Nonetheless, northern Kruger has its own magic, and the area between the Letaba and Olifants rivers, in particular, will not disappoint those seeking the full Kruger experience.
Phalaborwa Gate leads one directly into undulating woodlands of mopane trees mixed with bushwillows and acacias. Mopane grows as a tree or a shrub, depending on the climate and the degree of usage by elephants. Mopaneveld is the elephant’s kingdom.
More than half of the elephants in Kruger live in this environment, making use of virtually every part of the mopane – eating leaves, roots and bark and even twigs that have been burnt by fire.
Phalaborwa Gate Explorer Options
- Phalaborwa Gate to Mopani (H14) 60km (2,5 hours); tar road; road tracks Ngwenyeni River through mopane and bushwillow woodlands; good for wild dogs, usually lots of elephant in mixed mopane woodlands north of Letaba River crossing;
- Letaba Road (H9) (51km; 2 hours); tar road through mixed mopane and bushwillow woodlands; stop at Masorini Archaeological Display; game more plentiful around Letaba Camp.
The underlying geology here is a mixture of granite and gneiss. In the Phalaborwa Gate area the granite juts out of the landscape in a series of distinctive koppies that have been used as navigational landmarks for centuries. There are the remains of many Iron-Age villages at the base of these hills.
The grass on the granitic soils in this region is a mixture of sweet and sourveld, but it is generally sparse because of low rainfall. The more palatable grasses are generally confined to the lower-lying areas, so the best game spotting is in the drainage lines and the contours along dry stream beds.
Look out for wild dogs on all the roads in the Phalaborwa area. These endangered animals avoid the lion-dominated central plains, restricting themselves to roaming in more marginal areas. There appears to be a high concentration of African wild dog in the western mopaneveld between the Olifants and Letaba rivers.
Where to Stay
The best chance of seeing them is early in the morning which is their main hunting time. Stevenson-Hamilton believed wild dogs disturbed other animals more than any other predator in Africa. “A pack descending suddenly on a district, scatters animals far and wide…and it is not difficult to assess from the restless and uneasy manner of impala and other antelopes…that these bush pirates are on the warpath”.
There are two get-out points within 10km of Phalaborwa Gate – Sable Dam and Masorini Picnic Site. Sable Dam, on the S51, is an exposed stretch of water within the mopaneveld. Although it was named after a herd of sable antelope associated with this area, these rare antelope are rarely seen at the dam. In fact they are rarely seen at all because of their preference for denser thickets. Sable and roan numbers appear to be declining in the Park, possibly due to the increase in the elephant population.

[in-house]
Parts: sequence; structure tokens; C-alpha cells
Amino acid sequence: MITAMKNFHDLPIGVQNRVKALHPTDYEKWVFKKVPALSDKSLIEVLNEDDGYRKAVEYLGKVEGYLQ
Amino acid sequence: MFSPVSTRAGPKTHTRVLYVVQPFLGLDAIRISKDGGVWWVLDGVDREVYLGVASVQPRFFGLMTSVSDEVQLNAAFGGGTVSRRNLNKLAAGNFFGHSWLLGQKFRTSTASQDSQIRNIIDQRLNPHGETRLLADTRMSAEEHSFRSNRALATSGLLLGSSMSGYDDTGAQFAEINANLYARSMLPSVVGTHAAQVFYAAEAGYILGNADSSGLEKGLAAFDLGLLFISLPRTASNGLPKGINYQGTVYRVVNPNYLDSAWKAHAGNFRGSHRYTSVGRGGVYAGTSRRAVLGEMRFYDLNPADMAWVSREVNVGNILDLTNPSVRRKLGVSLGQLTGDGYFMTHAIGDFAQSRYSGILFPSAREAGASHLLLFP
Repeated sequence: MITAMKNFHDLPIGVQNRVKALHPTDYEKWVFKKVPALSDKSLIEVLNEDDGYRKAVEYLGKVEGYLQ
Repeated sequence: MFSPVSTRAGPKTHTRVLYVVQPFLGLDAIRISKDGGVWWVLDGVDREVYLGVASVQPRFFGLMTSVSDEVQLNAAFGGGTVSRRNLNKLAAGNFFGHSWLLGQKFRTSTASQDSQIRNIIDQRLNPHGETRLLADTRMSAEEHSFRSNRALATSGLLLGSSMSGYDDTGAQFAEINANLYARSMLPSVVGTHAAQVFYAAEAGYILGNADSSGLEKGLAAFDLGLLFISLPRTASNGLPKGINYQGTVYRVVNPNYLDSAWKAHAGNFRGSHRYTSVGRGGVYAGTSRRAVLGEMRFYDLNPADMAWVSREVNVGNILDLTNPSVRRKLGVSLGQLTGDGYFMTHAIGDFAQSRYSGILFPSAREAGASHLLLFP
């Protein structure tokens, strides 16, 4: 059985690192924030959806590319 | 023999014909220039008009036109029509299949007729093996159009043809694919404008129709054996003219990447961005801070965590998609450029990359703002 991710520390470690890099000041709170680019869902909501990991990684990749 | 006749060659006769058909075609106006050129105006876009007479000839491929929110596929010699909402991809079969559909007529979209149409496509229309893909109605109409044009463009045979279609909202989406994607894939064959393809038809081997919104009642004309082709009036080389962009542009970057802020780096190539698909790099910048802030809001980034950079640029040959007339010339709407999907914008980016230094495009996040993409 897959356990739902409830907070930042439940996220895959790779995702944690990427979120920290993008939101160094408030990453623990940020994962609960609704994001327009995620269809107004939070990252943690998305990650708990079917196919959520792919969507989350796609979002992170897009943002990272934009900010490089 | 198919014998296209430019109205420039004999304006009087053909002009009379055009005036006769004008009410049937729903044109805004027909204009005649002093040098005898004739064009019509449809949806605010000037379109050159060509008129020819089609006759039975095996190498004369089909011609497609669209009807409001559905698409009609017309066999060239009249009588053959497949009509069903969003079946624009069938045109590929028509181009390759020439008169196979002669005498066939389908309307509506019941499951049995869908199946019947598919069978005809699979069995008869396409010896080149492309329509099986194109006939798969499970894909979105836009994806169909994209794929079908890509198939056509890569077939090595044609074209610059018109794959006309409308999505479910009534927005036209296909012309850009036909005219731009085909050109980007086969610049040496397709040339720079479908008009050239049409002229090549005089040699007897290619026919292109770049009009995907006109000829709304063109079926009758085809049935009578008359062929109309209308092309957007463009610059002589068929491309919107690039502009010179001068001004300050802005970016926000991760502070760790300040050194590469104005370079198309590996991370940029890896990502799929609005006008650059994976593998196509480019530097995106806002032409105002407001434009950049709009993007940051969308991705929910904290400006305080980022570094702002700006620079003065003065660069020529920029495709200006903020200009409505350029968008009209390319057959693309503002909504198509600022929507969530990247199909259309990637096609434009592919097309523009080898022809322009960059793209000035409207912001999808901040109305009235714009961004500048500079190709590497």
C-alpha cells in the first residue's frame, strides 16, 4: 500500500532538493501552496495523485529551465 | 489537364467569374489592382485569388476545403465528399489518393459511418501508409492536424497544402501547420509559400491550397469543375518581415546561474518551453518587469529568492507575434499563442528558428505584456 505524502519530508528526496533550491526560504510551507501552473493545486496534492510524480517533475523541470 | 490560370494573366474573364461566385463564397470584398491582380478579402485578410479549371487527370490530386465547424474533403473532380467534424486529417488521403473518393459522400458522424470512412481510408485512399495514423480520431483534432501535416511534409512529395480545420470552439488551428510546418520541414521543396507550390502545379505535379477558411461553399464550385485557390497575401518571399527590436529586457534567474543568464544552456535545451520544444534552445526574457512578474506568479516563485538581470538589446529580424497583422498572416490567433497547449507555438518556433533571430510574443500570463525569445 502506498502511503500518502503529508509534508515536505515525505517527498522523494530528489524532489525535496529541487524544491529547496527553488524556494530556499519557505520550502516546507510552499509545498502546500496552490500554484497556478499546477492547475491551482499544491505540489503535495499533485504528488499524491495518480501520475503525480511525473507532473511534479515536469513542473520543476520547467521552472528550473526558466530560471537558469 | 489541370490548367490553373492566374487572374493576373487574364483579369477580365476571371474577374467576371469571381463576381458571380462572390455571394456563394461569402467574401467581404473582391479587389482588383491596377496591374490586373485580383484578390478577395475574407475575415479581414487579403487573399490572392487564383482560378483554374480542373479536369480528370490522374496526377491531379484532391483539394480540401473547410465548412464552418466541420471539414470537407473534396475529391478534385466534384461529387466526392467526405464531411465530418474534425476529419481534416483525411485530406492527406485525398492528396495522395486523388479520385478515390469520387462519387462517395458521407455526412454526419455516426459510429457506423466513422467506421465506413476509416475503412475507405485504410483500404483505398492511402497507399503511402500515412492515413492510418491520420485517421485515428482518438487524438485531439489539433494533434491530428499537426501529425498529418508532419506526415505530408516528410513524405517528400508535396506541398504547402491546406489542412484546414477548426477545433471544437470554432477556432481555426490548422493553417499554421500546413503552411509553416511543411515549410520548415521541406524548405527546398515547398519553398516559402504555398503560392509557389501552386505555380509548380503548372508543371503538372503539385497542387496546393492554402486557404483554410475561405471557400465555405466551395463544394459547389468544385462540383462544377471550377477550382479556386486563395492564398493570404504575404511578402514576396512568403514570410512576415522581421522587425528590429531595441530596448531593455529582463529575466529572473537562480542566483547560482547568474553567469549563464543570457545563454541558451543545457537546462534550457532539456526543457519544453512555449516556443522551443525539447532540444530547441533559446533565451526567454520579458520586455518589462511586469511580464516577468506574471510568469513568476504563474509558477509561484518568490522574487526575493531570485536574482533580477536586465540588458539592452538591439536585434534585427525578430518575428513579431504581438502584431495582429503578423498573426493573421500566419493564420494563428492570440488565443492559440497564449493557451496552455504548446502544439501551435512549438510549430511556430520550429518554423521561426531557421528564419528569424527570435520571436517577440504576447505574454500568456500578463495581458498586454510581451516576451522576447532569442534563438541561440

There is a bird hide at Sable Dam that can be hired for overnight accommodation through Phalaborwa Gate. Lion frequently come to the water hole at dawn to drink, but the dam is generally not heavily trafficked by animals. Steenbok are a regular sighting in the surrounding bush.
Masorini Picnic Site, 10km from Phalaborwa Gate, is a convenient spot for lunch or just a quick toilet stop. It’s at the foot of the big-bouldered Vudogwa Hill (439m), next to the remains of an Iron-Age village. Firewood and cold drinks can be purchased at the site, but one has to provide one’s own food. Gas braais are available for hire. There are daily guided tours of the archaeological site every half-an-hour between 9am and 4pm, except on Mondays.
Shifomhisi the eccentric and elusive poacher
One of Kruger’s legendary eccentrics was a poacher called Shifomhisi. Originally from Acornhoek, just outside
the Park, the Shangaan speaker moved into Kruger during the 1940s to pursue the existence of a wild man.
He lived in aardvark holes on the banks of the Olifants River south of Phalaborwa and usually wandered around the veld completely naked, foraging on roots and trapping small animals. He refused to cut his hair or wash.
According to Kruger historians Kloppers and Bornman, Shifomhisi was an expert in concealment and managed to elude rangers through his cunning veld craft. If detected, they wrote, “he bolted with the speed of a tsessebe, leaping over bushes like an impala pursued by lion and seemed impervious to such things as thorns or fatigue”.
However, once Shifomhisi began stealing from rangers’ pickets, he provoked an organised campaign to capture him. A group of rangers tracked him down in the early hours of the morning to a hollowed-out anthill and tried to flush him out by throwing in burning sticks. Shifomhisi charged through the cordon into the night and disappeared. The rangers followed his tracks along the banks of the Olifants River and came upon him drinking at a pool. He made off into the bush but fell over a rock, injuring his leg and was captured by the rangers.
Shifomhisi was charged with poaching but was found mentally unfit to stand trial. He ended his days in a lunatic asylum.